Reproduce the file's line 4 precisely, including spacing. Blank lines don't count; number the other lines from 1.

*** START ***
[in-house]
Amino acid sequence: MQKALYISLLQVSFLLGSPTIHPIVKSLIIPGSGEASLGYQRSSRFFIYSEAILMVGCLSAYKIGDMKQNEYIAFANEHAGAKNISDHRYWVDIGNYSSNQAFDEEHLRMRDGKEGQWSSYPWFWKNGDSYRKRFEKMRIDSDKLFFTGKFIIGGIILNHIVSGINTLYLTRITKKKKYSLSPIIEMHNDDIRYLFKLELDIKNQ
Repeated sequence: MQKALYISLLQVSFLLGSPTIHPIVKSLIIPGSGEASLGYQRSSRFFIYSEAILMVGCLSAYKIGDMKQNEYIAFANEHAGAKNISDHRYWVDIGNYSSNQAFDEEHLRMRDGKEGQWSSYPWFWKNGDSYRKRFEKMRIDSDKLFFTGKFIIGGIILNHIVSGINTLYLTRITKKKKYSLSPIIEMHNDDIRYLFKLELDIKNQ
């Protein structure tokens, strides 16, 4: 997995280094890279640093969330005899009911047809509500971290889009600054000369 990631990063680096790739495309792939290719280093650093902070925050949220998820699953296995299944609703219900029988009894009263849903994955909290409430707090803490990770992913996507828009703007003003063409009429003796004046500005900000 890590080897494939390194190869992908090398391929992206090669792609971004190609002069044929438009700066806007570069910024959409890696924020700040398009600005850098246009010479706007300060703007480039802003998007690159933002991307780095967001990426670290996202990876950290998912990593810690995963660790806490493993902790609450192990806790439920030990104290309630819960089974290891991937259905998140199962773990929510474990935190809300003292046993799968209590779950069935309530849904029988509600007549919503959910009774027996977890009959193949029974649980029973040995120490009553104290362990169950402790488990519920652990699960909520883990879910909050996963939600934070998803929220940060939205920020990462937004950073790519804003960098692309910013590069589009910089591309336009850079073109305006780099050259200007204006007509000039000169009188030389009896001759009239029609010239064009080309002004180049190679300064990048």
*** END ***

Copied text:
């Protein structure tokens, strides 16, 4: 997995280094890279640093969330005899009911047809509500971290889009600054000369 990631990063680096790739495309792939290719280093650093902070925050949220998820699953296995299944609703219900029988009894009263849903994955909290409430707090803490990770992913996507828009703007003003063409009429003796004046500005900000 890590080897494939390194190869992908090398391929992206090669792609971004190609002069044929438009700066806007570069910024959409890696924020700040398009600005850098246009010479706007300060703007480039802003998007690159933002991307780095967001990426670290996202990876950290998912990593810690995963660790806490493993902790609450192990806790439920030990104290309630819960089974290891991937259905998140199962773990929510474990935190809300003292046993799968209590779950069935309530849904029988509600007549919503959910009774027996977890009959193949029974649980029973040995120490009553104290362990169950402790488990519920652990699960909520883990879910909050996963939600934070998803929220940060939205920020990462937004950073790519804003960098692309910013590069589009910089591309336009850079073109305006780099050259200007204006007509000039000169009188030389009896001759009239029609010239064009080309002004180049190679300064990048």